The lyrical themes that accompany the album’s musical content, which gets more focus on the record’s second disc, make for their own interest.  That is not to say the lyrical content is totally absent in disc one.  ‘Kiss The World Goodbye,’ is one of the rare tracks in the album’s lead disc with much the way of lyrical content.  Perri’s declaration that “I always thought that we would be together/I always thought that we would last forever” in the song’s chorus hints at the song perhaps being another piece centering on a broken relationship.  However, his declaration in the lead verse that “All existence is just passing by” and the mention of trying to outrun time in the song’s second verse takes the song more in an existential direction.  It is a thoughtful presentation that is certain to engage audiences and get listeners thinking.

‘Modern Man,’ which comes earlier in the lead disc, comes across as a commentary of sorts about the role of technology, what with the mention of ones and zeros being what the “modern man” in question reads.  The additional note of the man being new and “not secondhand” adds even more to that seeming theme.  Overall, this song is another example of Perri’s skill as a lyricist.  He definitely shows and ability to get listeners thinking.

‘I Want To Be Free,’ which comes early in the album’s second disc, is another example of the importance of the album’s lyrical content.  In the case of this song, it would seem that it does in fact center on a relationship.  That is evidenced right from the song’s outset as Perri sings in the song’s lead verse and chorus, “I always feel a little/Beaten up/When I step inside your door/Some may say it’s a/A waste of time/A never-ending war/Every time I come around/There’s no love here to be found/I wanna be free.”  He continues in the song’s second verse, “Please excuse me If I’m running late/I check out sometimes/Change is hard/And I’m doing my best/It was me against my mind/Every time I come around/There’s no love here to be found/I wanna be free.”  Again, this points to someone who is at that integral point in a relationship; that point when change is needed after making a realization about the noted apparent relationship.  Again, this is just this critic’s interpretation and hopefully is somewhere in the proverbial ballpark.  If that is the case, then the way in which the topic is addressed here certainly makes for its own interest.  What’s more, it further shows the role of the album’s content within the bigger picture of the album.  When the theme here is considered alongside the other themes examined and with the rest of the album’s lyrical content, the whole leaves no doubt as to the importance of the album’s lyrical content.  When the overall lyrical content featured in the album is considered along with the record’s overall musical content the whole of that content makes the album all the more worth hearing.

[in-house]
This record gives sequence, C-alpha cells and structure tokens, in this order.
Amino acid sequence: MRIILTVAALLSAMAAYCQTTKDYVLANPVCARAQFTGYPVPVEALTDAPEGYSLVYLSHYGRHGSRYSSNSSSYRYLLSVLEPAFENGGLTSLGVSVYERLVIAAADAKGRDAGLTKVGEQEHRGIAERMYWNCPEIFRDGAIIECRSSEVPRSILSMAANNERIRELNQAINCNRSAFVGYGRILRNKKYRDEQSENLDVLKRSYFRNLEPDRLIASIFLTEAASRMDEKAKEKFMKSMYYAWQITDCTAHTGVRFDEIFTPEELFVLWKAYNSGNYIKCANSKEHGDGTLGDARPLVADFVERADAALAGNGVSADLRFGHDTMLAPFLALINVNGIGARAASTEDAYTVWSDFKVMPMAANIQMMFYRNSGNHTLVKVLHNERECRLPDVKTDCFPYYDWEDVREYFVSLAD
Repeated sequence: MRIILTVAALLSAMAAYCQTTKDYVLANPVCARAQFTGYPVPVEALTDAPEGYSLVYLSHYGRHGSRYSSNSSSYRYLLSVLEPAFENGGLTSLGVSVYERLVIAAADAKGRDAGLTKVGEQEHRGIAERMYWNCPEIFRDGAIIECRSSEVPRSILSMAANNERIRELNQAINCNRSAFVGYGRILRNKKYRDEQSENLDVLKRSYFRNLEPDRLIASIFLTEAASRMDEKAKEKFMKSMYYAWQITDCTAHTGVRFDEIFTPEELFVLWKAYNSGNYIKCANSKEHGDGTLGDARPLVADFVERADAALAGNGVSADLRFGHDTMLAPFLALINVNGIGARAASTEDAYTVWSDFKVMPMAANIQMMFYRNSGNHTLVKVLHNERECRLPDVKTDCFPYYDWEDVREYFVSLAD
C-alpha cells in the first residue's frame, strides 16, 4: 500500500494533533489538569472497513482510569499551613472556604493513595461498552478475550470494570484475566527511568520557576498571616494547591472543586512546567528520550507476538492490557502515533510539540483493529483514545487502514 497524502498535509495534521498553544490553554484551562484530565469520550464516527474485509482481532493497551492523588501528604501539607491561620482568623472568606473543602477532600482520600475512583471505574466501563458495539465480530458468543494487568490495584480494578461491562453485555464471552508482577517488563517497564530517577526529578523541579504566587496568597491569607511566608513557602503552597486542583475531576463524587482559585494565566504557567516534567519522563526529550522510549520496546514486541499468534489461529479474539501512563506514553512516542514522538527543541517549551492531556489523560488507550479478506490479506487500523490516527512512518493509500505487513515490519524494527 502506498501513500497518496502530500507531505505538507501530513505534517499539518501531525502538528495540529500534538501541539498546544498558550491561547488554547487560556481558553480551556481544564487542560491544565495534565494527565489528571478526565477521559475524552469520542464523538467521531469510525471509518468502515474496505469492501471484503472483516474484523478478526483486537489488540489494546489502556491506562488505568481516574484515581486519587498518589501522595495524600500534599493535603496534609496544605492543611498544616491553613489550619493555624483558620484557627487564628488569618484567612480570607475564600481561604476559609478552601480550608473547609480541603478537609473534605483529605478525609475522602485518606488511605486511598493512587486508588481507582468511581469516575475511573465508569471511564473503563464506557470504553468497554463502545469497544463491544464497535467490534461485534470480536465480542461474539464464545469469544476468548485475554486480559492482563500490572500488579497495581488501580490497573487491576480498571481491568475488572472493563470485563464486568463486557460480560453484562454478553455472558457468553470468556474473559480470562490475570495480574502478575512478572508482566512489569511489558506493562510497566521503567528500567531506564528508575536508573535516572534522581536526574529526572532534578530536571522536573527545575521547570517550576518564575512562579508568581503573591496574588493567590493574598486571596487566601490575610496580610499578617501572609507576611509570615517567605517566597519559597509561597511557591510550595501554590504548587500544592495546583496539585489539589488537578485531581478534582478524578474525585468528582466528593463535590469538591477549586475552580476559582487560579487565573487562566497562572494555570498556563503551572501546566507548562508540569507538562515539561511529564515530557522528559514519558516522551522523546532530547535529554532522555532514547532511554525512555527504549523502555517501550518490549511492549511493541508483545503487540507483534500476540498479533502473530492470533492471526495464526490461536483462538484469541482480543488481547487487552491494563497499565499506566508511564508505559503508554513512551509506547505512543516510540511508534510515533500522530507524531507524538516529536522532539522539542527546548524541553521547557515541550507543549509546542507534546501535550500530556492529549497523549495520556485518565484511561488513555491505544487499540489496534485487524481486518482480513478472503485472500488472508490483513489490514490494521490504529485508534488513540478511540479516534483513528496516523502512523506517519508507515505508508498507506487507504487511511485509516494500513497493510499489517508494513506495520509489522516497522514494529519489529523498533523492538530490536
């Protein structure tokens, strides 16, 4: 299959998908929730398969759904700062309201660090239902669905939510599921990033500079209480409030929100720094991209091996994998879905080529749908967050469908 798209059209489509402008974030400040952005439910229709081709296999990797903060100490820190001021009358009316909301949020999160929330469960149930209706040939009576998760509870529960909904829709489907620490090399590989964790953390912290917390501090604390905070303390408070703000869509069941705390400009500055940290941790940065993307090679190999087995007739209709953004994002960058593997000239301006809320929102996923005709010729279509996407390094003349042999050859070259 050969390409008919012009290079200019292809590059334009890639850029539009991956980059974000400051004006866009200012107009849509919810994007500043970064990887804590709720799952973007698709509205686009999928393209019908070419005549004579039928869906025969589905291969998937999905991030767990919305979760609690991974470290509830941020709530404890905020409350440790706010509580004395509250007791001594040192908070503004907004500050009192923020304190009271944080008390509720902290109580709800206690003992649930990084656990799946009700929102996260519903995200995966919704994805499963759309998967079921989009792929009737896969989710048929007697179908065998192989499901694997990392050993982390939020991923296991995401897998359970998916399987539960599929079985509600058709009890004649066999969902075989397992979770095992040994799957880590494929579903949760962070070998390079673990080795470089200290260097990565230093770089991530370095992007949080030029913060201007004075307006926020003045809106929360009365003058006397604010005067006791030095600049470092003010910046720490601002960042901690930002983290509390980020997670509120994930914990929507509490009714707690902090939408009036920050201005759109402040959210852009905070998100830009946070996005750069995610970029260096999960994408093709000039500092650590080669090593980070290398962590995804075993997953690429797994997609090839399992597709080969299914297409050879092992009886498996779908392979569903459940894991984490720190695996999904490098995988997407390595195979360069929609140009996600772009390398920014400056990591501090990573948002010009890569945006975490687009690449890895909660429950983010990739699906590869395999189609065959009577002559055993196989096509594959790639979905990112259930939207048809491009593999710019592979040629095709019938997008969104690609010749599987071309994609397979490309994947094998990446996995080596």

As much as the content featured in this album does to make the record worth hearing, it is just part of the presentation’s positive.  The record’s production brings everything full circle and completes the album’s presentation.  Perri handled the record’s production, as is noted on each of the discs.  He is to be applauded for his work in balancing all of the performances in each song.  The sound levels were expertly balanced within each work, resulting in the best possible emotional impact and general effect.  Whether in the softer moments or the livelier moments, the production ensures each song is as immersive as possible in the best way possible.  Each work offers audiences so much entertainment as a result of that production.  The result therein is a presentation that is even more worth hearing and that much more of a success just as much for its aesthetic element as for its content.  All things considered they make the album in whole, another interesting addition to this year’s field of new rock albums and independent albums.

Terra Firma, the sophomore album from Nick Perri & The Underground Thieves, is a presentation that is well worth hearing and a successful second offering from the band.  That is due in part to its featured musical arrangements.  The arrangements are of note because of the variety of sounds and styles presented from one song to the next.  The lyrical themes, scant as they are, will really have listeners engaged because of the original way in which they are presented.  The record’s production rounds out the album’s most important elements, resulting in just as much engagement and entertainment as that guaranteed by the album’s content.  Each item examined here is important in its own way to the whole of the album’s presentation.  All things considered they make Terra Firma a welcome addition to this year’s field of new rock and independent albums.

Terra Firma is scheduled for release Friday.  More information on the album is available along with all of Nick Perri & The Underground Thieves’ latest news at: